Atlanta City Council approves airport parking management contract

Parked cars are seen from the Hartsfield-Jackson domestic terminal south parking deck in Atlanta on Friday, April 8, 2022.   (Arvin Temkar /


Combined ShapeCaption
Parked cars are seen from the Hartsfield-Jackson domestic terminal south parking deck in Atlanta on Friday, April 8, 2022. (Arvin Temkar /


The Atlanta City Council voted to approve a switch of contractors for the management of parking at Hartsfield-Jackson International, a key source of revenue for the world’s busiest airport.

The council voted in favor Monday of a $2.5 million contract with SP+ Red Bridge to manage its massive parking operation, which encompasses tens of thousands of spaces across multiple parking lots and decks on airport property.

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SP+ Red Bridge is a joint venture of of SP Plus Corp., formerly known as Standard Parking Corp., and Atlanta-based project management support services company Red Bridge Consulting. The term is five years.

Though the dollar figure for the contract is small, the management job is crucial to the airport because revenue Hartsfield-Jackson receives from its on-campus decks and lots are among its most important for funding operations.

SP+ Red Bridge will take over the contract from current airport parking contractor ABM-Lanier-Hunt, which has held the contract since 2017.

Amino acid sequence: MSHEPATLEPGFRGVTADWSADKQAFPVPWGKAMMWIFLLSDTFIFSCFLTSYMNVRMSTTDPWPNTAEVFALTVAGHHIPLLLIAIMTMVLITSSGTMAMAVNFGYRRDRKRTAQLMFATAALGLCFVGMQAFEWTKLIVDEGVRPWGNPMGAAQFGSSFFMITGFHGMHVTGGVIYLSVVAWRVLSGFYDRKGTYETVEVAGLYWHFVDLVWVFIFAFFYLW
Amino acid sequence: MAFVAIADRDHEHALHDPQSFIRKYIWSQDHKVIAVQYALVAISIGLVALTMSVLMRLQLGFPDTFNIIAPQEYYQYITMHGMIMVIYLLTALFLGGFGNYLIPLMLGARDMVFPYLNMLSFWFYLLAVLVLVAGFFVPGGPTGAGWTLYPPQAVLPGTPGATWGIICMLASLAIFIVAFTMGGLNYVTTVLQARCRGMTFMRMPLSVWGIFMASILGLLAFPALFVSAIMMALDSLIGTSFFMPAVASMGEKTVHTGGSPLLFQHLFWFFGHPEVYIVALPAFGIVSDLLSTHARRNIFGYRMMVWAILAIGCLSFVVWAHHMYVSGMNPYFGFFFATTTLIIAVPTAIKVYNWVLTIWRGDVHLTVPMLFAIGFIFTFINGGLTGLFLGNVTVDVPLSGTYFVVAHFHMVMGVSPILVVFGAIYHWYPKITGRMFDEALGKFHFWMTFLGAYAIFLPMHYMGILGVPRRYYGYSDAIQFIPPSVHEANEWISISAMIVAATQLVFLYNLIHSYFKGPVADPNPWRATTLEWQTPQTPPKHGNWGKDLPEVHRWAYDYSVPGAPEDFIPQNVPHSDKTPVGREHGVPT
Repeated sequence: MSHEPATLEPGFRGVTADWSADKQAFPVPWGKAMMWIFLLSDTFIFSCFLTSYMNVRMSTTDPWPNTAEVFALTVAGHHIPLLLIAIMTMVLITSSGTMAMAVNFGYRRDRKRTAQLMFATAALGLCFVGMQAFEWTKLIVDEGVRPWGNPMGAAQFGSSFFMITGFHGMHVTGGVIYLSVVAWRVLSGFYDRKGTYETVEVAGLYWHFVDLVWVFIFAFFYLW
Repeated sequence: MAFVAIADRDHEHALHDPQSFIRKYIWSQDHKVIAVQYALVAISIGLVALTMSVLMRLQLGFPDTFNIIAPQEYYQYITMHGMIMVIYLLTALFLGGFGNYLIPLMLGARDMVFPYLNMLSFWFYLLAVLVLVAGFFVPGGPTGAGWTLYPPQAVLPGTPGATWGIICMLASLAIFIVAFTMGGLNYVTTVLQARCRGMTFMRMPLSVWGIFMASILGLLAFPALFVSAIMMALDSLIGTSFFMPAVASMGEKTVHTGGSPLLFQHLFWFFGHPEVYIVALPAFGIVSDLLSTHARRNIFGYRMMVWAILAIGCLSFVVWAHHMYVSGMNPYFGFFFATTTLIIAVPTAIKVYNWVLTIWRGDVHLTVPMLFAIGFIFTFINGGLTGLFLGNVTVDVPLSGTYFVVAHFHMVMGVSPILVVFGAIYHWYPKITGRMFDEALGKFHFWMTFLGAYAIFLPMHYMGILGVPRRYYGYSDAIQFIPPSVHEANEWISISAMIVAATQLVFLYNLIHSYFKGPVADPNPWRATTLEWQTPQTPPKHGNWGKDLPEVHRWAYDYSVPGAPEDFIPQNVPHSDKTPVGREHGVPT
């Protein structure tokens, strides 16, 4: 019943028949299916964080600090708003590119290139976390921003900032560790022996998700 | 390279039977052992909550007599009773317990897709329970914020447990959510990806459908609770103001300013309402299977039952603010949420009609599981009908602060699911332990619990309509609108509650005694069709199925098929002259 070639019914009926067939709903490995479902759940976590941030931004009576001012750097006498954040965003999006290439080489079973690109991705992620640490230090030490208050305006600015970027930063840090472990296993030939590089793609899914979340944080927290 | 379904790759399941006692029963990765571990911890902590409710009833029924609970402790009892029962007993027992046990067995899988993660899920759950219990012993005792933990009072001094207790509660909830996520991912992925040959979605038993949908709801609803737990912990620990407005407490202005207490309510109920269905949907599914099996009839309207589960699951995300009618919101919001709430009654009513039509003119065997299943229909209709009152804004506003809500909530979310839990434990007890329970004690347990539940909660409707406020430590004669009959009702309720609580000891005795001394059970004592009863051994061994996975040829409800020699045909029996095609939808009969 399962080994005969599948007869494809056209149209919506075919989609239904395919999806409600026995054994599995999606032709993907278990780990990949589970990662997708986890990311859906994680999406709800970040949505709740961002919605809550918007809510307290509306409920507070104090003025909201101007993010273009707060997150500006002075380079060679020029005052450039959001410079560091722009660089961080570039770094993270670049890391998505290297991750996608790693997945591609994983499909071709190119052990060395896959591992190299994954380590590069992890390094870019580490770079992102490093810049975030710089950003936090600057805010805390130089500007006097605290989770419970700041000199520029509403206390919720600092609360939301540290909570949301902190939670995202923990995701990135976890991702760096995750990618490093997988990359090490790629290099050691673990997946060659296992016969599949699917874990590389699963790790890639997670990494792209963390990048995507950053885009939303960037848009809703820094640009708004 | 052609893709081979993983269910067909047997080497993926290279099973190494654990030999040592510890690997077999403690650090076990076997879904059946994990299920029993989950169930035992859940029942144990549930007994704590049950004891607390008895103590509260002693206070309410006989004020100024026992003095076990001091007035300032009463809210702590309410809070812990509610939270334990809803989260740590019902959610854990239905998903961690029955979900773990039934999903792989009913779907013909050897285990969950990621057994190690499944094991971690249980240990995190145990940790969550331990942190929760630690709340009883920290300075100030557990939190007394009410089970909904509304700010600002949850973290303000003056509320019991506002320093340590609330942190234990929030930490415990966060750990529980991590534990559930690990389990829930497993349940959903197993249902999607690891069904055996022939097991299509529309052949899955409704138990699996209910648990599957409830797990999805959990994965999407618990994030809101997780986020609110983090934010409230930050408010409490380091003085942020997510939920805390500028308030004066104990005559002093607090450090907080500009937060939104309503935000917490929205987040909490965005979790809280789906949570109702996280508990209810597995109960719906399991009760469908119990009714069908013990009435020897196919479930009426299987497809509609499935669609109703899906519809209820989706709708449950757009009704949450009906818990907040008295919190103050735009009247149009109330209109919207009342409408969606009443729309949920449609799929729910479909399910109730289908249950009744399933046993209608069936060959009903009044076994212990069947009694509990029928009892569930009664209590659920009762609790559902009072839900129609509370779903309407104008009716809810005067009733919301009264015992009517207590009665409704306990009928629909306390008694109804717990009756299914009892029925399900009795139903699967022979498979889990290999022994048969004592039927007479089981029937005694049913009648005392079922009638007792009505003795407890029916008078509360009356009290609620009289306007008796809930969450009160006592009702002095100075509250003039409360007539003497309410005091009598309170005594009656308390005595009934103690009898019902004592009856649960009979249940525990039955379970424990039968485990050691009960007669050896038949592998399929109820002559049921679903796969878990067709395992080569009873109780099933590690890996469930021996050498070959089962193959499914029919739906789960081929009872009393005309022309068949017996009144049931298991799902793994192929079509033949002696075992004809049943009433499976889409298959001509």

ABM-Lanier-Hunt along with another firm, LAZ-Hudson-G Force, also competed for the contract this year, but did not win after getting scores of 0 for financial capability. That’s because both companies did not complete a contractor financial disclosure page in the forms required for the contract, according to the city’s Department of Procurement, which handles city and airport contracting.

At a committee meeting last week, some council members raised concerns about the city’s contracting process, which requires extensive documentation and sometimes results in multiple contractors being disqualified for not completing the documents correctly.

The problem has caused extensive contract delays and generated criticism for years.

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The council’s transportation committee last week voted to put on hold a decision on an airport landscape maintenance contract because seven of the nine companies competing for it were disqualified.

In the case of the airport parking contract, the two firms the city said did not submit a required financial disclosure were not disqualified, but instead got lower scores and thus did not win, according to city chief procurement officer Martin Clarke.

Hartsfield-Jackson general manager Balram Bheodari said the airport’s only choice was to recommend awarding the contract to the company most responsible in its submission.

Preparing all of the documents required can be challenging for a company new to the city contracting process.

But, Bheodari added, “If you have an incumbent that failed to provide the needed documentation, something is wrong.”

Council members on the transportation committee said they want to hold a work session to discuss the issue.